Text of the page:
Monday, July 20, 2009

Read my lips?

The President is fast becoming the poster child for "How can you tell a politician is lying?" In his speech July 20, 2009 on health care I was wondering what country he was talking about. It was certainly no country with which I was familiar. Here is a sampling of what was said "We spoke about the amount of time and money wasted on insurance-driven bureaucracy. We spoke about the growing number of Americans who are uninsured and underinsured. We spoke about what's wrong with a system where women can't always afford maternity care and parents can't afford checkups for their kids, and end up seeking treatment in emergency rooms like the ones here at Children's. We spoke about the fact that it's very hard even for families who have health insurance to access primary care physicians and pediatricians. In a city like Washington, D.C., you've got all the doctors in one half of the city, very few doctors in the other half of the city. And part of that has to do with just the manner in which reimbursement is taking place and the disincentives for doctors, nurses, and physicians assistants in caring for those who are most in need." "Now, we've talked this problem to death, year after year. But unless we act -- and act now -- none of this will change. Just a quick statistic I heard about this hospital: Just a few years ago, there were approximately 50,000 people coming into the emergency room. Now they've got 85,000. There's been almost a doubling of emergency room care in a relatively short span of time, which is putting enormous strains on the system as a whole. That's the status quo, and it's only going to get worse." I thought for a moment he was talking about the doctor "shortage" in Canada where there are few doctors and dentists in rural areas. Or maybe he was talking about emergency room usage in Massachusetts going up after institution mandatory statewide health care. Or maybe he was talking about the administrative waste in medicare where the cost per patient is 25 percent higher than under private plans. What about cost containment? Would someone please tell me how the federal government is supposed to contain the cost of health care? Lets look at medicare and medicaid. Medicare's growth in spending is outpacing its revenue growth and its spending is expected to double in the next 25 years. We all have seen the projects that the Medicare Trust fund will run out of money by 2025. Medicaid, an open ended entitlement with no defined limit on beneficiaries or costs, is projected to grow at an annual rate of 7.9 percent by 2017 almost double the projected growth in the economy. One study finds that Medicaid has encouraged overutilization of health care resources without real evidence of improving health of the poor. Lastly, overutilization of emergency rooms is given as one of the country's major problems because the uninsured are forced to seek medical care there. Well a study of ER use in Massachusetts is an eyeopener. If finds that "non-urgent — use of the Emergency Room was not limited to uninsured populations. It showed up across the board. People covered by private insurance, Medicaid and Medicare were just as likely to use the ER for non-urgent care as people without health insurance. About 20% of all ER visits by privately insured and Medicare patients were for non-urgent purposes. About 24% of all ER visits by Medicaid beneficiaries and people without any insurance were for non-urgent purposes.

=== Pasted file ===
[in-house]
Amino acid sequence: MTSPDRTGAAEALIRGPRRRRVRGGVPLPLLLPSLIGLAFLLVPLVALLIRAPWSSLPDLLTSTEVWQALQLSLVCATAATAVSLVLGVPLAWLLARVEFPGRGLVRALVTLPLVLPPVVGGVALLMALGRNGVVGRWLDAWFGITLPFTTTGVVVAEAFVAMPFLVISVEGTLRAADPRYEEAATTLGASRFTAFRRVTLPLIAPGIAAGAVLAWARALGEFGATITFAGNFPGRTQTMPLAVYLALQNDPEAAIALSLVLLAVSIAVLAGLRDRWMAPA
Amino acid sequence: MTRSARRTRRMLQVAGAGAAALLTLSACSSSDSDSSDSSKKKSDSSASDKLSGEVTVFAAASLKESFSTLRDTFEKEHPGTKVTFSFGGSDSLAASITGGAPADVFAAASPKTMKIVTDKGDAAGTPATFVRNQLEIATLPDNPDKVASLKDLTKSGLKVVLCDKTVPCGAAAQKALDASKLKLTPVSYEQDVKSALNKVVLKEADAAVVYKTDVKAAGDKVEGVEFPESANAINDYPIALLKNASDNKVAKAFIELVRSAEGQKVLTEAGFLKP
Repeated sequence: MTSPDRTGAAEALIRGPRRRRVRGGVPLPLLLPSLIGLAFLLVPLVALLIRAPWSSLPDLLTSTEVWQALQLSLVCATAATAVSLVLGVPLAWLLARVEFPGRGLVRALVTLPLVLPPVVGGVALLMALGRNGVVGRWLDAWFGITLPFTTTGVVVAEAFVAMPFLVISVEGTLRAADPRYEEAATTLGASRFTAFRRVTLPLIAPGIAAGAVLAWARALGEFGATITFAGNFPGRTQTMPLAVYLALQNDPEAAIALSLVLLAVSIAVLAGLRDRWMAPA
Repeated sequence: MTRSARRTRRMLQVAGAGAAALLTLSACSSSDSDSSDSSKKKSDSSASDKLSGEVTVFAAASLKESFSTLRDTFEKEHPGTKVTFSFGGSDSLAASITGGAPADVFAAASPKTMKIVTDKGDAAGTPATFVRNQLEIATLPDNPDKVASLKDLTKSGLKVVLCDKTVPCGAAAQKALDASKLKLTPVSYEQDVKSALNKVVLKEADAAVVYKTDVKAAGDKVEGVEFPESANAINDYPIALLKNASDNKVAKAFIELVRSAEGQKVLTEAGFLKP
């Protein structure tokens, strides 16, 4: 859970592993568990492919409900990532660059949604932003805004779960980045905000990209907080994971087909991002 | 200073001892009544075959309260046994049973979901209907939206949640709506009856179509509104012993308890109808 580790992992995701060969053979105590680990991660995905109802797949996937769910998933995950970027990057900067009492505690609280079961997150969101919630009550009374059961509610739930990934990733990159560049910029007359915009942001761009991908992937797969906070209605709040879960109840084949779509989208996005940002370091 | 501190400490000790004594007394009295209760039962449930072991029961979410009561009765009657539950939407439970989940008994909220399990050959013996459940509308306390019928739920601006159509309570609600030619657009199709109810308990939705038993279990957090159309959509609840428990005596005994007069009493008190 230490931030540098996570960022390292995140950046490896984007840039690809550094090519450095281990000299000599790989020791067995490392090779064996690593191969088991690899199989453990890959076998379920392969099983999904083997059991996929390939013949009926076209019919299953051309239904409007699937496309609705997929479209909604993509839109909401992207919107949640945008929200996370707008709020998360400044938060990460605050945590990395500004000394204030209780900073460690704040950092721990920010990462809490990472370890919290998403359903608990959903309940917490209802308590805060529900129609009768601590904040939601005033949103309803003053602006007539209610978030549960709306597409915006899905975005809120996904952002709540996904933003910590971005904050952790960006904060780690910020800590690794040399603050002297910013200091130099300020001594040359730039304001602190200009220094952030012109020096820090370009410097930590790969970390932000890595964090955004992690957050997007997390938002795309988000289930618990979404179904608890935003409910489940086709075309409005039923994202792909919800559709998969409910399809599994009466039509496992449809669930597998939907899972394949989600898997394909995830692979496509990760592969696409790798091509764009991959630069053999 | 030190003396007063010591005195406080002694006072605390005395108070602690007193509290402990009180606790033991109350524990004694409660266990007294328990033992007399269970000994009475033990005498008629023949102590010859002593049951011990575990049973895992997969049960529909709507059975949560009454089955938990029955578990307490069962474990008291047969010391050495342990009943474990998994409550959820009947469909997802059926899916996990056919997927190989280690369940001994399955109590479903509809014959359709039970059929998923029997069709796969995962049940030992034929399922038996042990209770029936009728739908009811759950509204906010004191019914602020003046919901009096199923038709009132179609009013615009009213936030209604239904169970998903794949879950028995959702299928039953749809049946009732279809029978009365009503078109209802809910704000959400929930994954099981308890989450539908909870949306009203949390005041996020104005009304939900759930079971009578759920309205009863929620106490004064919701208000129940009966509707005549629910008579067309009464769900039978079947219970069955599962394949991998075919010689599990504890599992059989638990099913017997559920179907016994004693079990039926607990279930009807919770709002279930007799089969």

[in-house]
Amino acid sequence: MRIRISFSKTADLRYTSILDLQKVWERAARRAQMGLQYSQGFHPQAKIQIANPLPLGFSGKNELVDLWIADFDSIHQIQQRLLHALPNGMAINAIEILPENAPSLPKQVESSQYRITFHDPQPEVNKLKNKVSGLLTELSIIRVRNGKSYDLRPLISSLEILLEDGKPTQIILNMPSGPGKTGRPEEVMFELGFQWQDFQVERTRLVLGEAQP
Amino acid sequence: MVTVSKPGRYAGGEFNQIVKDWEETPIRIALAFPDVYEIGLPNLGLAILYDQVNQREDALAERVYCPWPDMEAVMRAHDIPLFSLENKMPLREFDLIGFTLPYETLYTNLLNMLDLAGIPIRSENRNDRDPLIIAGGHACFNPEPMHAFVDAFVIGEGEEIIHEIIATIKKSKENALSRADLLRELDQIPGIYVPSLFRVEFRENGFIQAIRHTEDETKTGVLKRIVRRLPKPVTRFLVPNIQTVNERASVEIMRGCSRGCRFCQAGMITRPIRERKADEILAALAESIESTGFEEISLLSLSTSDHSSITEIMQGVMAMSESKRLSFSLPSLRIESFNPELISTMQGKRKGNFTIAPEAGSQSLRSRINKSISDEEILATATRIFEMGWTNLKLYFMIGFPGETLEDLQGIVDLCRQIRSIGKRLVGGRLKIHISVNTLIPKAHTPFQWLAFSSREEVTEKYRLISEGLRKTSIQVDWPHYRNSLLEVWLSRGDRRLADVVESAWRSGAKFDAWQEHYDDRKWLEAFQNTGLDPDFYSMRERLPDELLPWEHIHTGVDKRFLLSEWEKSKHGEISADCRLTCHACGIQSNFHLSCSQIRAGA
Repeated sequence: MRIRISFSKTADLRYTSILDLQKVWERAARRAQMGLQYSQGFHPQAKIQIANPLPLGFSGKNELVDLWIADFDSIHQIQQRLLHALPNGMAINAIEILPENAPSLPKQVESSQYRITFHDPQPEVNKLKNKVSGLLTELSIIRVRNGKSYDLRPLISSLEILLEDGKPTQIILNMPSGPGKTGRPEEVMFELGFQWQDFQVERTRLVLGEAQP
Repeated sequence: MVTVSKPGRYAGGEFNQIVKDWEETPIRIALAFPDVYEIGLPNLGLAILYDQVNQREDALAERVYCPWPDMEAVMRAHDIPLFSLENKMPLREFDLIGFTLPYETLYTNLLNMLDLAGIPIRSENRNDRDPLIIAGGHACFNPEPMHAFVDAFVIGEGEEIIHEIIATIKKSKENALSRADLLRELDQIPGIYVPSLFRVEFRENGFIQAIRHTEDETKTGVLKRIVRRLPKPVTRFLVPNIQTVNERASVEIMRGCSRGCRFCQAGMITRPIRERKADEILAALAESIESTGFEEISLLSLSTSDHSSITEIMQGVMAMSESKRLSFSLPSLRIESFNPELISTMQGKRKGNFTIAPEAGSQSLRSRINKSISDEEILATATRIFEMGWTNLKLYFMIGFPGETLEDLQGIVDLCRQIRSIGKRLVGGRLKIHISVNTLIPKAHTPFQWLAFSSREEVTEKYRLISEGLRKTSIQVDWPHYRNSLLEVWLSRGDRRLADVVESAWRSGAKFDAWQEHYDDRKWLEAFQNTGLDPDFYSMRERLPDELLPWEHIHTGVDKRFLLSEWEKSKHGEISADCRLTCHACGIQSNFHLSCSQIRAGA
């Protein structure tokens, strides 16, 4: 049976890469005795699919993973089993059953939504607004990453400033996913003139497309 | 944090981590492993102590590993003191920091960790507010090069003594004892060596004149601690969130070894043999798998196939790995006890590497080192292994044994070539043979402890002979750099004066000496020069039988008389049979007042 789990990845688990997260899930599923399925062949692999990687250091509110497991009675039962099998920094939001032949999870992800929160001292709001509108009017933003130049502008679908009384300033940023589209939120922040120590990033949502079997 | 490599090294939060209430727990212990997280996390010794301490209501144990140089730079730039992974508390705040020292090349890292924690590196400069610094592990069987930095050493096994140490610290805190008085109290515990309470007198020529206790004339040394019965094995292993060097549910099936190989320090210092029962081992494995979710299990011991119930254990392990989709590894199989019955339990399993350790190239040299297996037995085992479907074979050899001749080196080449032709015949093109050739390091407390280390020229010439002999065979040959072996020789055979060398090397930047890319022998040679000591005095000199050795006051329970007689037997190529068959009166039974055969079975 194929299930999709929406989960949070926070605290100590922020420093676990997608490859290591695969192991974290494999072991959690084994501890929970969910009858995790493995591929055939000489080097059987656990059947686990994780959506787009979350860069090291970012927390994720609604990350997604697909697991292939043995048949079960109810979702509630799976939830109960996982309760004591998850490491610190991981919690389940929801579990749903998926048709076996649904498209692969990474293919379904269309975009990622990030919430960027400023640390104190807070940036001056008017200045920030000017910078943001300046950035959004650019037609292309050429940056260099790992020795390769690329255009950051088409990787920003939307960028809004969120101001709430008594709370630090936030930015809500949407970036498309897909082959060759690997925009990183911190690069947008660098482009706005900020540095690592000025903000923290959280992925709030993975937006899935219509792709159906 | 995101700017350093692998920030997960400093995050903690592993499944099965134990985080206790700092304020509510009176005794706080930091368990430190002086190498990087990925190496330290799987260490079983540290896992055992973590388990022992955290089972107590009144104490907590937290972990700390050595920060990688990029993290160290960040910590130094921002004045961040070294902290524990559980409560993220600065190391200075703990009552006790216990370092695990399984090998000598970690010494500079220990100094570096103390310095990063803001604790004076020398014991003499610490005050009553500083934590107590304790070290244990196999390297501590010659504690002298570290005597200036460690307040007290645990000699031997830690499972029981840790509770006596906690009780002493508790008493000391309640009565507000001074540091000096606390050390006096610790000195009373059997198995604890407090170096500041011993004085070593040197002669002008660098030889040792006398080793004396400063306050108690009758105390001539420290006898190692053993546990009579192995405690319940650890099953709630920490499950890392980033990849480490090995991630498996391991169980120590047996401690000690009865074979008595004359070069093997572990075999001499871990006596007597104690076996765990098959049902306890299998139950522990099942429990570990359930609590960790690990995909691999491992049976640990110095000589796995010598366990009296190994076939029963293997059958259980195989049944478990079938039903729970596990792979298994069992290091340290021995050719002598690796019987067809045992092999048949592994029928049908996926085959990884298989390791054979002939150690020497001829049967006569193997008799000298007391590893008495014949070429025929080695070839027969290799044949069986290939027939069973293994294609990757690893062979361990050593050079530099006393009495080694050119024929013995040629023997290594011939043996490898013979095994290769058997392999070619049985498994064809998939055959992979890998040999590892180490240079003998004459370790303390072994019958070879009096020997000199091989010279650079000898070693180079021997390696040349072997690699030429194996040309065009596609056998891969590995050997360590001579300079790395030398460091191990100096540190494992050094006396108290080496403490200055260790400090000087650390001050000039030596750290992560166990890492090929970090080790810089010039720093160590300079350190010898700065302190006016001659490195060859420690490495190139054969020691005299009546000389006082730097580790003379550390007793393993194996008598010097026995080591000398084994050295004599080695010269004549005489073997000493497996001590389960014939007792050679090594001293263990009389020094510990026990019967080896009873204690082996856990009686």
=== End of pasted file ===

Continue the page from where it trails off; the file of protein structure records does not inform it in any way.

Second, another 25% of all ER visits for each group were for primary care treatable/preventable maladies. In other words, almost half of all ER visits were either for conditions that could have waited at least 24 hours to be addressed, or could have been solved in a doctor’s office."

What all of this means is that the President is trying to manufacture a crisis in order to ram through his health care takeover. Never mind that the Federal government has failed at containing costs of its health care programs. Never mind that the problem of ER use will not go away. Never mind that the proposed solutions are no solutions at all. I think the President really knows - just like the rest of us - that a national healthcare system will not improve health care, will not contain costs and will make all of us worse off. However, it will give the government control of one-sixth of GDP and control over the most vital aspect of our lives. So is it any wonder that he and the democrats are rushing this through at breakneck speed?

1 comment:

Catherine - Athens, TN said...

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